The economic power of local films

Large machinery on either side of the auditorium is used in the 4DX cinema to provide wind, sound and other effects.
Large machinery on either side of the auditorium is used in the 4DX cinema to provide wind, sound and other effects.

An economic impact assessment conducted by the National Film and Video Foundation (NFVF) and released earlier, found that the South African film industry had a R12.2bn impact on the local economy in the last financial year.

This is made up of a direct impact of R4.4bn on economic production, an indirect impact of R4.9bn and an induced benefit of R3bn. Of the 106 films released in South Africa in the first half of 2017, 10 were local titles, according to the NFVF. These 10 raked in R30m, or 5% of the total box office taking of R568m.

The star performer was Keeping up with the Kandasamys, which earned R16.3m, followed by Kalushi, with R3m. The top international film, The Fate of the Furious (the eighth film in the Fast & Furious franchise) earned R72.8m.

Speaking at the Durban FilmMart in July, filmmaker Sara Blecher, known for works like Otelo Burning and Ayanda, said that government had ploughed a lot of resources into the sector and understood that building the local film industry is a long-term process. This had spurred on “extraordinary” growth, she said.

The FilmMart, held alongside the Durban International Film Festival, was attended by local and international film industry professionals, with representatives from 38 countries (17 from the African continent).

“There are so many young filmmakers at FilmMart hustling to get their films made,” said Blecher.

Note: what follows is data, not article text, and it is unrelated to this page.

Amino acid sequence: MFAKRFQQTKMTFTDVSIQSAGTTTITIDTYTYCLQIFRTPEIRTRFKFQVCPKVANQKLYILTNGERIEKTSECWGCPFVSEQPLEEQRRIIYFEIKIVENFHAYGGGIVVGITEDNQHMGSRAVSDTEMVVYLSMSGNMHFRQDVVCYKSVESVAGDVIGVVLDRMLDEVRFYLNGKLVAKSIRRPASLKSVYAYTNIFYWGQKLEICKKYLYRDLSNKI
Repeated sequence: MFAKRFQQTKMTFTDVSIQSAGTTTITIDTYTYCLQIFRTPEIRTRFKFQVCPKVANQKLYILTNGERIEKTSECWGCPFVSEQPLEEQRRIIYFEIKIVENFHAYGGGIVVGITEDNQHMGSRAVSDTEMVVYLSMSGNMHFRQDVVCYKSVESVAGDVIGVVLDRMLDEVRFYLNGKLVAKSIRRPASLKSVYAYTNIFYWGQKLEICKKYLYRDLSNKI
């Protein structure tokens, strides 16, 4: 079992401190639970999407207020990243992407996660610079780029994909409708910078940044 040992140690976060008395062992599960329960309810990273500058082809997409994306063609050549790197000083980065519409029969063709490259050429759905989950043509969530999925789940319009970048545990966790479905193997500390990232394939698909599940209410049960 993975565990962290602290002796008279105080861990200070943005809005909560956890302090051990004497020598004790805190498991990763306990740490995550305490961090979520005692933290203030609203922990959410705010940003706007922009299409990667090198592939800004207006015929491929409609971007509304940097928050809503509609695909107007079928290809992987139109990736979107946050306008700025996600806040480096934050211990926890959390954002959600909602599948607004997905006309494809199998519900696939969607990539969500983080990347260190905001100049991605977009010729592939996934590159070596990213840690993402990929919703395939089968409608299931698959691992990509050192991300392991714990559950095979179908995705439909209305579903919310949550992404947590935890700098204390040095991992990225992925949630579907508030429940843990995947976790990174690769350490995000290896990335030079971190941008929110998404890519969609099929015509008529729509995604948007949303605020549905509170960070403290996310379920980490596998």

“That didn’t exist 10 years ago.”

The local film industry

The NFVF report found that public funding has decreased from R4.2bn to R2.9bn over the past four years, while the value of publicly funded productions has increased from R401.5m to R1.4bn. While the growth in private funding is an important development, more than two-thirds of local films produced last year were still funded using public money, and film funding in general remained largely stagnant.

“There are usually significant challenges for upcoming film producers to secure loans from banks,” stated the report. Films were viewed “as a risky investment that might not generate revenue”.

According to Industrial Development Corporation (IDC) executive William Smith, the film sector isn’t lucrative, but does have the potential to grow into a commercially viable industry with the potential for job creation. The IDC looked at the media and motion picture value chain in 2001 and found that banks were not funding it, he said at FilmMart. “No one was funding it.” The IDC realised it needed to help build the industry.